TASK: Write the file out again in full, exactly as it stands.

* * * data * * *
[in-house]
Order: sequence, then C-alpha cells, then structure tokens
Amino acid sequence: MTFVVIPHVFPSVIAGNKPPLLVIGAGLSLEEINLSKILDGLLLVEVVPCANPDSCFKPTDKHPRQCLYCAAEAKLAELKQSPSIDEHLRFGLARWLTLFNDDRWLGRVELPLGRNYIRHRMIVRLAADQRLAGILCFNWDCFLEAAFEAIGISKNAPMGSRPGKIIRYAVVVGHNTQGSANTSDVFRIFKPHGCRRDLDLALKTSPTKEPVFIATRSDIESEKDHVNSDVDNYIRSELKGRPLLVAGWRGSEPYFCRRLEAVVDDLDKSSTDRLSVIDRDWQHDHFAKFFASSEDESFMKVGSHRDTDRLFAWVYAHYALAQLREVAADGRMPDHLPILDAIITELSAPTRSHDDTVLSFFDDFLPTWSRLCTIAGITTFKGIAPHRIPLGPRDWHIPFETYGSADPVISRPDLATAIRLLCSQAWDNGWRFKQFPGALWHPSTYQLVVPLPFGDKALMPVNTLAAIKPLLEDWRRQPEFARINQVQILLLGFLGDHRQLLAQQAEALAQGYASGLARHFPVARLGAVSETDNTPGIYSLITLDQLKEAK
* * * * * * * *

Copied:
[in-house]
Order: sequence, then C-alpha cells, then structure tokens
Amino acid sequence: MTFVVIPHVFPSVIAGNKPPLLVIGAGLSLEEINLSKILDGLLLVEVVPCANPDSCFKPTDKHPRQCLYCAAEAKLAELKQSPSIDEHLRFGLARWLTLFNDDRWLGRVELPLGRNYIRHRMIVRLAADQRLAGILCFNWDCFLEAAFEAIGISKNAPMGSRPGKIIRYAVVVGHNTQGSANTSDVFRIFKPHGCRRDLDLALKTSPTKEPVFIATRSDIESEKDHVNSDVDNYIRSELKGRPLLVAGWRGSEPYFCRRLEAVVDDLDKSSTDRLSVIDRDWQHDHFAKFFASSEDESFMKVGSHRDTDRLFAWVYAHYALAQLREVAADGRMPDHLPILDAIITELSAPTRSHDDTVLSFFDDFLPTWSRLCTIAGITTFKGIAPHRIPLGPRDWHIPFETYGSADPVISRPDLATAIRLLCSQAWDNGWRFKQFPGALWHPSTYQLVVPLPFGDKALMPVNTLAAIKPLLEDWRRQPEFARINQVQILLLGFLGDHRQLLAQQAEALAQGYASGLARHFPVARLGAVSETDNTPGIYSLITLDQLKEAK